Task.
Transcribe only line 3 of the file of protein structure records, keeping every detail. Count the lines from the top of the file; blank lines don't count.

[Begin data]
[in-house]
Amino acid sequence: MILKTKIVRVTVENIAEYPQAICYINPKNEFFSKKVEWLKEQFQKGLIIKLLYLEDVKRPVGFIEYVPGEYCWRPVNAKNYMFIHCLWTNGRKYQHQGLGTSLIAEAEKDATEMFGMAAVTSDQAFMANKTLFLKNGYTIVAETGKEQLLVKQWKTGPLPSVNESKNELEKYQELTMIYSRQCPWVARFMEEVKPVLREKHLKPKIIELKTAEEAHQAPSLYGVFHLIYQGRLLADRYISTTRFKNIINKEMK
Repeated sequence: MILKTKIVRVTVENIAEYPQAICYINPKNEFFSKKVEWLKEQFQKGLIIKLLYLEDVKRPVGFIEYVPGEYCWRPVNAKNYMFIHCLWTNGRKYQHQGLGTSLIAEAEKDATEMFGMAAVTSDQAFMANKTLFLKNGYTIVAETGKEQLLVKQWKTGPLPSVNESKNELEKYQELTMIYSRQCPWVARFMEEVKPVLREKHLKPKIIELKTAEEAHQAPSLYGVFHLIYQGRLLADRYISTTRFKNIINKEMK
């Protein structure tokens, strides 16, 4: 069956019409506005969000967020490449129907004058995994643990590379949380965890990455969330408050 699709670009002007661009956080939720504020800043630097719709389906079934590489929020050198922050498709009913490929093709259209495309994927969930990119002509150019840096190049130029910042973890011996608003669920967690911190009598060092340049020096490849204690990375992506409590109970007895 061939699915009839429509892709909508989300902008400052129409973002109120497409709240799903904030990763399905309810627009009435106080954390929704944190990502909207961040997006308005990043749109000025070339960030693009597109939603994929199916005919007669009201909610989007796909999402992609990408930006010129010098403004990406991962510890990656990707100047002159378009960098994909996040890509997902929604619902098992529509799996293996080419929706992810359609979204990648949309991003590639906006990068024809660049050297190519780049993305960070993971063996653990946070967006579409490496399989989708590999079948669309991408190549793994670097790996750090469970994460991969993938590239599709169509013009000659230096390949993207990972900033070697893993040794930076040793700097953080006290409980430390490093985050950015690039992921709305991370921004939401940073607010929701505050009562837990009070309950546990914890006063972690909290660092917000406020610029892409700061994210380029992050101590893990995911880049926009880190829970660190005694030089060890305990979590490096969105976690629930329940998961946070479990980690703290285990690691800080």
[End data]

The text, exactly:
Repeated sequence: MILKTKIVRVTVENIAEYPQAICYINPKNEFFSKKVEWLKEQFQKGLIIKLLYLEDVKRPVGFIEYVPGEYCWRPVNAKNYMFIHCLWTNGRKYQHQGLGTSLIAEAEKDATEMFGMAAVTSDQAFMANKTLFLKNGYTIVAETGKEQLLVKQWKTGPLPSVNESKNELEKYQELTMIYSRQCPWVARFMEEVKPVLREKHLKPKIIELKTAEEAHQAPSLYGVFHLIYQGRLLADRYISTTRFKNIINKEMK